People Are Covering Susan B. Anthony’s Grave In ‘I Voted’ Stickers, And The Cemetery Loves It
— News 8 – WROC-TV (@News_8) November 8, 2016
It’s election day in the U.S., and while we’re all white-knuckling it through the rest of the day, we can take some heart in the knowledge that women in Rochester, New York, have been covering the headstone of Susan B. Anthony in little “I Voted” stickers, and the cemetery thinks that’s great.
Putting “I Voted” stickers on Anthony’s grave is not an entirely new development. Anthony was born in 1820 and died in 1906 and she was never legally allowed to vote in her lifetime. In 1872, she was even arrested for casting a vote in the presidential election. Now, in recent elections, people have taken to honoring Anthony by putting their “I Voted” stickers on her headstones after casting their votes.
The mayor of Rochester said that putting the stickers on Anthony’s headstone was a “rite of passage for many citizens.” This year it’s an even bigger deal, and people have been coming out in droves to give Anthony their stickers, because in 2016 a woman is running for president as the representative of a major party. When Anthony died, women still couldn’t vote. Now women can be president.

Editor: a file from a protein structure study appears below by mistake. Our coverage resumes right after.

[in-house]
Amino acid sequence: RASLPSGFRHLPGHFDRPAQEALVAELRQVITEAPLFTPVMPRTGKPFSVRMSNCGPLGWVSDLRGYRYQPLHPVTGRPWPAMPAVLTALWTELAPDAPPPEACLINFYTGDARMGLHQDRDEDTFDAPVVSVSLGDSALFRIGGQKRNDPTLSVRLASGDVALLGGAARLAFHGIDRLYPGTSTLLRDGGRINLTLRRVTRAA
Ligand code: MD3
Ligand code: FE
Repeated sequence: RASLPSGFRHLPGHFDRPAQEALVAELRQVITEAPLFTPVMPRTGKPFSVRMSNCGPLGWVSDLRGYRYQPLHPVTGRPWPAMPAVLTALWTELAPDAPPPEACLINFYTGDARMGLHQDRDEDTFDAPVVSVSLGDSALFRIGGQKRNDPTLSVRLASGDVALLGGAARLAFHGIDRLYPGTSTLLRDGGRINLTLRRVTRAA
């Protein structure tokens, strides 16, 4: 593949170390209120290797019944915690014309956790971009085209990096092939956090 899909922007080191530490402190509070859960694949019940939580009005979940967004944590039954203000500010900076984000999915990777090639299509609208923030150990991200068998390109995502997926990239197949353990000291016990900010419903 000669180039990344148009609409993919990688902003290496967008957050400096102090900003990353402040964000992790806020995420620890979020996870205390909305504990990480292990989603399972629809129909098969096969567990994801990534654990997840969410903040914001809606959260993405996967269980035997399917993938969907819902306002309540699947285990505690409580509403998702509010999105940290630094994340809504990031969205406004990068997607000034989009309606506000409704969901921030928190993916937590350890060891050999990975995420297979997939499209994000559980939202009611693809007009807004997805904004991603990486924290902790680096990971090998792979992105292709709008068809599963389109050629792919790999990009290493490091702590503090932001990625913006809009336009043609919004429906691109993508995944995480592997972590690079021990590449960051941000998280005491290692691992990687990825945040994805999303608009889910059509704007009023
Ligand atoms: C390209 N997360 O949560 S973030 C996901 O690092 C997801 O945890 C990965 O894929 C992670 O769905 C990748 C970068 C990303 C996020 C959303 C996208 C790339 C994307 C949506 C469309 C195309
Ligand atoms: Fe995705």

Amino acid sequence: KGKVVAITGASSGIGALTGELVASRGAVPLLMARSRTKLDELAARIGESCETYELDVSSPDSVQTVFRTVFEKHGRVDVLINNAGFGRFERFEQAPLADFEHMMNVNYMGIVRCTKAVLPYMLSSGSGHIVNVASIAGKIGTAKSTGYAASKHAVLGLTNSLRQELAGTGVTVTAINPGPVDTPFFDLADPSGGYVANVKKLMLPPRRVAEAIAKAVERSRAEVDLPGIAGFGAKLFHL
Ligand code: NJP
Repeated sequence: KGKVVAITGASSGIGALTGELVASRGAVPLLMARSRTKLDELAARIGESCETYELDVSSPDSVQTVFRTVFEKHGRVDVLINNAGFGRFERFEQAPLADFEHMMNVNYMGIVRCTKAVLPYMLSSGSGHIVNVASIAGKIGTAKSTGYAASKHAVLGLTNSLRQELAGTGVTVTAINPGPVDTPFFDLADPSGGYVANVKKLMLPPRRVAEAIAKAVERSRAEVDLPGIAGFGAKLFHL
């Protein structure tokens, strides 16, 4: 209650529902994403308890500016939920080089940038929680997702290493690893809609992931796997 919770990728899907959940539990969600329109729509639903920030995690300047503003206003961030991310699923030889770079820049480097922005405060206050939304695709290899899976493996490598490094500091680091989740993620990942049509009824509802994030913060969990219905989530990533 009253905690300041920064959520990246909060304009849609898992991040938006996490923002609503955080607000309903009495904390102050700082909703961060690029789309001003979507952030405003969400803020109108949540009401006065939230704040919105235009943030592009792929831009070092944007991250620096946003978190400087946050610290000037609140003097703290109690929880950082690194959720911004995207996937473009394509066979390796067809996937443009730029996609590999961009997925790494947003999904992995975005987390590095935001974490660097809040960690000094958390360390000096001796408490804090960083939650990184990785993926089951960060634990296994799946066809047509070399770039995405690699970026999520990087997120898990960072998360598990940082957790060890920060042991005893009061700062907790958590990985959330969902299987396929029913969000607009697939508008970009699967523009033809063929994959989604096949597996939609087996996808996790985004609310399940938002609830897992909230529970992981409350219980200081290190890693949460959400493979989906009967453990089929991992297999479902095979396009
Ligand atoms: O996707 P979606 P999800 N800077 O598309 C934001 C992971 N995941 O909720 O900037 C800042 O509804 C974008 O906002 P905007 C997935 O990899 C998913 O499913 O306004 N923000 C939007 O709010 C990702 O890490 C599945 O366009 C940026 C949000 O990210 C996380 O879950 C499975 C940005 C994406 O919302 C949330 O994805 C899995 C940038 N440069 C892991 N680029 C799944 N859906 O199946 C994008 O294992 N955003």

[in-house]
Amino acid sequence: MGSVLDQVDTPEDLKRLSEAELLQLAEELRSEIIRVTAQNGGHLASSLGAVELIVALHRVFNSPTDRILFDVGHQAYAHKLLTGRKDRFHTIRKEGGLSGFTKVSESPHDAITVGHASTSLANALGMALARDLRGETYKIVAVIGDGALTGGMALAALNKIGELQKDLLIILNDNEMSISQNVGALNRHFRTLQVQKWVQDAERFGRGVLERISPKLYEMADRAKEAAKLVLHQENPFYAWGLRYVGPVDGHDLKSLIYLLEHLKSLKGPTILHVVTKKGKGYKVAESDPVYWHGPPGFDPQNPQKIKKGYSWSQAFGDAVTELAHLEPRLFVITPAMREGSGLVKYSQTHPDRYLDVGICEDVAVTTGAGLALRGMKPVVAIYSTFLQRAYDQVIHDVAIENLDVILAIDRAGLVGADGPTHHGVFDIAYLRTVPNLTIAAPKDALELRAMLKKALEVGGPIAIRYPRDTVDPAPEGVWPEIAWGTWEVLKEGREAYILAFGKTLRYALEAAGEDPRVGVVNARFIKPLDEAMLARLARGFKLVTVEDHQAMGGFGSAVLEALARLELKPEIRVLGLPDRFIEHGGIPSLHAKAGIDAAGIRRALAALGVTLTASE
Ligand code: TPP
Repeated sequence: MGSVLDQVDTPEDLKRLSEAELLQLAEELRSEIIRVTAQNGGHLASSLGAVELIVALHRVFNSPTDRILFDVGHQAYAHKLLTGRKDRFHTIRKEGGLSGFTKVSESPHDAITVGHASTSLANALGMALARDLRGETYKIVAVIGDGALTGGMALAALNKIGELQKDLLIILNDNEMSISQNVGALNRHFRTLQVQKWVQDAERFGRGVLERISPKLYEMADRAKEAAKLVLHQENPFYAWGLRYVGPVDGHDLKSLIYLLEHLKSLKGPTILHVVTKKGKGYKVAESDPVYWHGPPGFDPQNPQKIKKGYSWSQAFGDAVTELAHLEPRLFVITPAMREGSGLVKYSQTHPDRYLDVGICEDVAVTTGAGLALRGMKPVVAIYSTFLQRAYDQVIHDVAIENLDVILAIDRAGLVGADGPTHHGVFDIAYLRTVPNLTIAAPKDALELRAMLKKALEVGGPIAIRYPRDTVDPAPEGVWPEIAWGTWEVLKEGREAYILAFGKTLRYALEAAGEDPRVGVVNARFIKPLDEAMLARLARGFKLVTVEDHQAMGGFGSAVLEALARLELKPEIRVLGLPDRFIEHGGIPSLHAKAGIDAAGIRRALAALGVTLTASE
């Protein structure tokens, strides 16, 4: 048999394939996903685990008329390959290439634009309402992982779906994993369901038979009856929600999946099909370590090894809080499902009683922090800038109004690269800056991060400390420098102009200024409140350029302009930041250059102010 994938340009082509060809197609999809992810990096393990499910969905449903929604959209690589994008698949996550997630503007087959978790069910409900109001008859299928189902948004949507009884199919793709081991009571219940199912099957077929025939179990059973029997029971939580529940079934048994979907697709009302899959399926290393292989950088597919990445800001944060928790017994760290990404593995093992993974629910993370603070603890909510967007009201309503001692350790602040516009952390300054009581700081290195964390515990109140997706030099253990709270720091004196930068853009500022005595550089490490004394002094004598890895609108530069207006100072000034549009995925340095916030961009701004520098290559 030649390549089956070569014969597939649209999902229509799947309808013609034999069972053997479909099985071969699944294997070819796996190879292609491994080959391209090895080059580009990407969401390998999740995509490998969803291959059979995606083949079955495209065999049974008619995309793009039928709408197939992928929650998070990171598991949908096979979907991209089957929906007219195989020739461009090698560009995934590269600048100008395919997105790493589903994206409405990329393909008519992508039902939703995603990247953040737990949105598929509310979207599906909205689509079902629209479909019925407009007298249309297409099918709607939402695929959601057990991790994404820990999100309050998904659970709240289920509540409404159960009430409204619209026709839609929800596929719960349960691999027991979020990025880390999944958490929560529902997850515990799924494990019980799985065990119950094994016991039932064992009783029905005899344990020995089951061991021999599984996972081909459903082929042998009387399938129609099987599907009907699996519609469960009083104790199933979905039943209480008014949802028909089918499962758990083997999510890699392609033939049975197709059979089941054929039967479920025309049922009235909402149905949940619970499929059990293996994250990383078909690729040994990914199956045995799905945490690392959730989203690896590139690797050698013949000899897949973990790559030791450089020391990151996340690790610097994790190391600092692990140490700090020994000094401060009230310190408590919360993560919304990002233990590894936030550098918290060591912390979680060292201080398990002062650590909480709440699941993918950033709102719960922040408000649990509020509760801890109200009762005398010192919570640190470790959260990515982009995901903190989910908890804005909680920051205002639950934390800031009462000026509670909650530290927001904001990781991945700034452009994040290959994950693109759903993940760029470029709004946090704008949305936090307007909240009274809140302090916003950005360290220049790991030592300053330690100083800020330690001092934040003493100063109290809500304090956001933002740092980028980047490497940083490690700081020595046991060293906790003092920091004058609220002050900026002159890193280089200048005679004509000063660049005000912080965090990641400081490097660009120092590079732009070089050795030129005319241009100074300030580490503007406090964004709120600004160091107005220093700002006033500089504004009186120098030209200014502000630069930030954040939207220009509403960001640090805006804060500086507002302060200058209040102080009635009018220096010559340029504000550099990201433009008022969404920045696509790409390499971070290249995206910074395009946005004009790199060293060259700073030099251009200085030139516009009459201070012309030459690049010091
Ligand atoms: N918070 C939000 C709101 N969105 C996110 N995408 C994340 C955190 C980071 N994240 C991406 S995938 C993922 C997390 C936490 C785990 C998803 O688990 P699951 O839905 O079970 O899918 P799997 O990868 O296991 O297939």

Rather than shooing people away from Anthony’s headstone, the cemetery has been allowing people to post their stickers. This year, according to The Cut, Mount Hope Cemetery even staying open late to accommodate people who vote after work. Normally the cemetery closes at 5:30, but today it will stay open until after the polls close so that everyone will have time to come give Anthony their stickers.
“With this year’s historically significant election, it seems right to extend that opportunity until the polls close,” the mayor said.
The cemetery has installed lights for the occasion, but people are advised to bring flashlights.
It’s insane to think that the 19th Amendment giving women the right to vote wasn’t passed until 1920. That’s crazy. 1920 doesn’t even seem like that long ago. There are people alive now who were born before women were allowed to vote. Some of them are voting today.
I wanted to be first at my polling place, but 99-year-old Minerva Turpin beat me to it. Looks like I need to get used to being number two! pic.twitter.com/9YvWOjuKUe
— Senator Tim Kaine (@timkaine) November 8, 2016
Go Minerva! Cast that vote.